South west of the Bairne Trig Station is an Aboriginal engraving site, first documented by W.D. Campbell in 1898. While the site was described as having extensive views in the 1890s and even as recently as thr 1970s, the rock is now surrounded by trees and dense scrub.
As the bottom of the group is what McCarthy described as a koala, with an “angled convex back on broad body, concave belly line continued upward for 2′ above the animal to represent the trunk of a tree, rounded projecting rump”. (Campbell identified this as an emu.)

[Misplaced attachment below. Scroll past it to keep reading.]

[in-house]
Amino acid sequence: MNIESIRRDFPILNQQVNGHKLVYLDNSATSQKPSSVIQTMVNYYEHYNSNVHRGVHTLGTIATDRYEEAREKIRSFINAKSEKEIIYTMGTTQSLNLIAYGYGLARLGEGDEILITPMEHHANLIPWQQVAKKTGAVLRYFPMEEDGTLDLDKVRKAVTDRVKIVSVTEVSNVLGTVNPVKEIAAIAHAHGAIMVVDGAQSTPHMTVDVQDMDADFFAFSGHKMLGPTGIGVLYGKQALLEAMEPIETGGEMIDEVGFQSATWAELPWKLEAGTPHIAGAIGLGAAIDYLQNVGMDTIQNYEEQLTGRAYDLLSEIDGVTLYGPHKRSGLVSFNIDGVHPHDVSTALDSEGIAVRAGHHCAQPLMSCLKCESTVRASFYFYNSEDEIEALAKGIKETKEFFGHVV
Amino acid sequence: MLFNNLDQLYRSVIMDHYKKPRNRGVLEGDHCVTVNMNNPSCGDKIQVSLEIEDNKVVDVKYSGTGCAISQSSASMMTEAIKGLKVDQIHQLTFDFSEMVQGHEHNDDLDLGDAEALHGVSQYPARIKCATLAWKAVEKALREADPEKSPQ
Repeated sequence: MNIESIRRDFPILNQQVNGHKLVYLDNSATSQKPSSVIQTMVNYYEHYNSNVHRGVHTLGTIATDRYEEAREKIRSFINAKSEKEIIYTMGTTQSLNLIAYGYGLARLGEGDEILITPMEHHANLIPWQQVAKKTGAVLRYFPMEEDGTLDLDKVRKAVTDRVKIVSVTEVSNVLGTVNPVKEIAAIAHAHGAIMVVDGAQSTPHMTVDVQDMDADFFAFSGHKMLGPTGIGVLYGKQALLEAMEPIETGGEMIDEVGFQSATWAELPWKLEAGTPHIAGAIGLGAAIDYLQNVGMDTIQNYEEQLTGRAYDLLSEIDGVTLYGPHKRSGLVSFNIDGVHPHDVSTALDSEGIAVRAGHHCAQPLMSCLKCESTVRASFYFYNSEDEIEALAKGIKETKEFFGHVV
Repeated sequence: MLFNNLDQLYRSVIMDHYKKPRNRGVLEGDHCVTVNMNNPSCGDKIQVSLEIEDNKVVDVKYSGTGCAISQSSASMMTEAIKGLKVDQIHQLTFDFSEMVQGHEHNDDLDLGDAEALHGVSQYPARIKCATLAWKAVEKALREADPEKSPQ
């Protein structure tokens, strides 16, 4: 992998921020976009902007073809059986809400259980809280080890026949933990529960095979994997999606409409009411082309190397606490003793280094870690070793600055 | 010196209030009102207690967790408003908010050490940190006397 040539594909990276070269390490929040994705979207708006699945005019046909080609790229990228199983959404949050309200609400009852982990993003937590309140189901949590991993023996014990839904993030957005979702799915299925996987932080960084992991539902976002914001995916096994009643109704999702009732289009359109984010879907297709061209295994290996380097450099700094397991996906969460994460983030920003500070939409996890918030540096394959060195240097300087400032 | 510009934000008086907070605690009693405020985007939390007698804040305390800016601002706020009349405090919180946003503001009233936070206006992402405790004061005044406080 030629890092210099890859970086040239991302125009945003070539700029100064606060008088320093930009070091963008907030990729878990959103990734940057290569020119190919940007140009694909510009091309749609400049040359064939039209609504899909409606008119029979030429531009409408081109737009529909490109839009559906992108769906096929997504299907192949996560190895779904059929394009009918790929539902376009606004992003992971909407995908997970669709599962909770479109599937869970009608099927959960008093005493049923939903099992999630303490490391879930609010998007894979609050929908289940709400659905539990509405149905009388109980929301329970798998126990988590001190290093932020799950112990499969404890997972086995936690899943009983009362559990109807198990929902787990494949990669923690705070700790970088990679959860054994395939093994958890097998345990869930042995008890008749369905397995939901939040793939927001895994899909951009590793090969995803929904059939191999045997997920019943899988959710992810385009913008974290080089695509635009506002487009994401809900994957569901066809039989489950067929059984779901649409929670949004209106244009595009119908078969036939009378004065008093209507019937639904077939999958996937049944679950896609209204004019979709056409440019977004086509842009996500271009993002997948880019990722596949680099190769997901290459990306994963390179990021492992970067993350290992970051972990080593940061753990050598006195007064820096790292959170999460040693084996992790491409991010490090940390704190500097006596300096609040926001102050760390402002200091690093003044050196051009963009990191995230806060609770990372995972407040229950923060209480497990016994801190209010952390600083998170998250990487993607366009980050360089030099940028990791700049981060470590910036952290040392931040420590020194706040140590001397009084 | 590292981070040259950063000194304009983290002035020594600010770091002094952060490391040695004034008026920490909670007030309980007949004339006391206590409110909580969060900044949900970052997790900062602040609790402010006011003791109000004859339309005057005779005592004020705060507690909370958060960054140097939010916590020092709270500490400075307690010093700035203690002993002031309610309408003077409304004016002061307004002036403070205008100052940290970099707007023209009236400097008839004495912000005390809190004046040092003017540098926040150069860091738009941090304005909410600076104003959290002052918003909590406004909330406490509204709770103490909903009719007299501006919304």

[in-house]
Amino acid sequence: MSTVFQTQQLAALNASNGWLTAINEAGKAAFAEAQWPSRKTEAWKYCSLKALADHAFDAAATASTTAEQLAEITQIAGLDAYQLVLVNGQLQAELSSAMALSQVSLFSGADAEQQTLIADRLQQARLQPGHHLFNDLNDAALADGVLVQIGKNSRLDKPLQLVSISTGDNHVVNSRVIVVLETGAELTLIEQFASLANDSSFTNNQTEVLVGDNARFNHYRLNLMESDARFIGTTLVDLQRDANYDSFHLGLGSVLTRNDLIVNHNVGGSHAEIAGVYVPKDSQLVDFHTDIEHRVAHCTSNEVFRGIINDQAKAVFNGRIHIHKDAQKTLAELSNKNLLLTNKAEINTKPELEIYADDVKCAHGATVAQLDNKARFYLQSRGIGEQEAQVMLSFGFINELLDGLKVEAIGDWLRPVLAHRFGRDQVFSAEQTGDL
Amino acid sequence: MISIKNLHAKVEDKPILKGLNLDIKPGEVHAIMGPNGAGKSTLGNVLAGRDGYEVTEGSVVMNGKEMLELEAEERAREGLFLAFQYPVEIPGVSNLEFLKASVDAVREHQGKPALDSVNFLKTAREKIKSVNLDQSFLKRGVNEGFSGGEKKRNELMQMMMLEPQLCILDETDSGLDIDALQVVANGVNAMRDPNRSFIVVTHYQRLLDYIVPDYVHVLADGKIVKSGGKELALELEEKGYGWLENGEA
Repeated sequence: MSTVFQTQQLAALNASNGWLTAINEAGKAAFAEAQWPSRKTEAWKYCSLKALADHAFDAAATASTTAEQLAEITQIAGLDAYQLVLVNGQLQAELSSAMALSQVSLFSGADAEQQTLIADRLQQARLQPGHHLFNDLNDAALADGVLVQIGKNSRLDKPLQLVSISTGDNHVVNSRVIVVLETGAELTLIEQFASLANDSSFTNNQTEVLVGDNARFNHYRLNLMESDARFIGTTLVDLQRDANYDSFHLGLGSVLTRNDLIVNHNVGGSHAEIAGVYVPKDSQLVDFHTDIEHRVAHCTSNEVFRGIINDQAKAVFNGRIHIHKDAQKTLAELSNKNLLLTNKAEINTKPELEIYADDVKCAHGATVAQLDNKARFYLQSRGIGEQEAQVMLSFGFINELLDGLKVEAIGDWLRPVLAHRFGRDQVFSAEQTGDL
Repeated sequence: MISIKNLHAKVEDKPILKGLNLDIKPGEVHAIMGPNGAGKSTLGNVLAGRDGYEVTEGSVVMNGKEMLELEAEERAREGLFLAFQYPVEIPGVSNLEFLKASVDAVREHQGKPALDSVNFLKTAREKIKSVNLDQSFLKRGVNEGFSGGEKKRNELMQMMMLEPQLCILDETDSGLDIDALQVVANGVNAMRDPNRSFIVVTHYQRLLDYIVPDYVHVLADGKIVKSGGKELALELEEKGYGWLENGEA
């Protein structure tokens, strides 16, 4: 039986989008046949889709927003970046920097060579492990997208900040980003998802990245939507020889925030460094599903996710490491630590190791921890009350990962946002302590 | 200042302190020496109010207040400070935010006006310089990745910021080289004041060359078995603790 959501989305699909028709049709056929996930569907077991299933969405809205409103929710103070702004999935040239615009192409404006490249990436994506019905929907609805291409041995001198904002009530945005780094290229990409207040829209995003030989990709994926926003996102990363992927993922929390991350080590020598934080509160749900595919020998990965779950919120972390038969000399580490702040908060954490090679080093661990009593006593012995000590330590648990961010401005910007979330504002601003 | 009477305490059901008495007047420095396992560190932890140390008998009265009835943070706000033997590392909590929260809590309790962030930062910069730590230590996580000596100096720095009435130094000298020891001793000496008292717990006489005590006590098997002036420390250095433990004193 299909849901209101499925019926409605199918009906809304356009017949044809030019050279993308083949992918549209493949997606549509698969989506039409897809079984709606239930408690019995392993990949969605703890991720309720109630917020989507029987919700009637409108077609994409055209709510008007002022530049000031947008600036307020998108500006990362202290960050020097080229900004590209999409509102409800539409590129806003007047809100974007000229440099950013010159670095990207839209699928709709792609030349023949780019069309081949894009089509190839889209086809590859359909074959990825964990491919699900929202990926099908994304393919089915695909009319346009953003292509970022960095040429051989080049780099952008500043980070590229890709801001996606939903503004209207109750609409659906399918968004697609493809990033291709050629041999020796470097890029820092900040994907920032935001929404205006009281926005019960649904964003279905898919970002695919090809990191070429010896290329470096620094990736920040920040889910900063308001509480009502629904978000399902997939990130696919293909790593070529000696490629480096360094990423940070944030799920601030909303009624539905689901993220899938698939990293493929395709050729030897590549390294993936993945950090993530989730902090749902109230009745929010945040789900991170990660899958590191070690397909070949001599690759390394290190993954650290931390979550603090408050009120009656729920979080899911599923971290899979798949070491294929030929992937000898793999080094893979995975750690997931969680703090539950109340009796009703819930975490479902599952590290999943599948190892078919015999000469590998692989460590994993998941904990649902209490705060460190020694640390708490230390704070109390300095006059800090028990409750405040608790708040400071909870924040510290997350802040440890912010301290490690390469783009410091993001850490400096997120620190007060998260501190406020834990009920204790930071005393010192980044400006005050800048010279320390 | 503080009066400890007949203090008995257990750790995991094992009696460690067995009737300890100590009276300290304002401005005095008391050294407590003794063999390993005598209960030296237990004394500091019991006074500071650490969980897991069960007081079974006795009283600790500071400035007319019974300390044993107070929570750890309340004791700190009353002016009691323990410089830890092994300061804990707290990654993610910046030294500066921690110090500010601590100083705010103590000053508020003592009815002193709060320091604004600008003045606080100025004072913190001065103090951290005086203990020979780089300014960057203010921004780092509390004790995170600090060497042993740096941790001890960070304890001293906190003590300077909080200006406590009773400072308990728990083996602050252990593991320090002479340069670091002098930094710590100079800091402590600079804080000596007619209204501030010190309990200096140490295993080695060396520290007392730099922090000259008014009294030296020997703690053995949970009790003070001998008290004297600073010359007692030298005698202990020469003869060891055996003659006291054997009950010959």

The site also has what is likely to be a human figure, although Campbell suggested it was potentially a deity figure. McCarthy describes it as possibly a woman, as there is an indication of a breast on the figure’s left hand side, although the figure is drawn with a penis (there are other examples of hermaphroditic carvings in the area).
Near this figure are a number of boomerangs and shields (some of the shields are covered by vegetation).
While McCarthy suggests the figure may be a woman, he also interprets the site as representing “a man possibly engaged in a koala bear hunt”.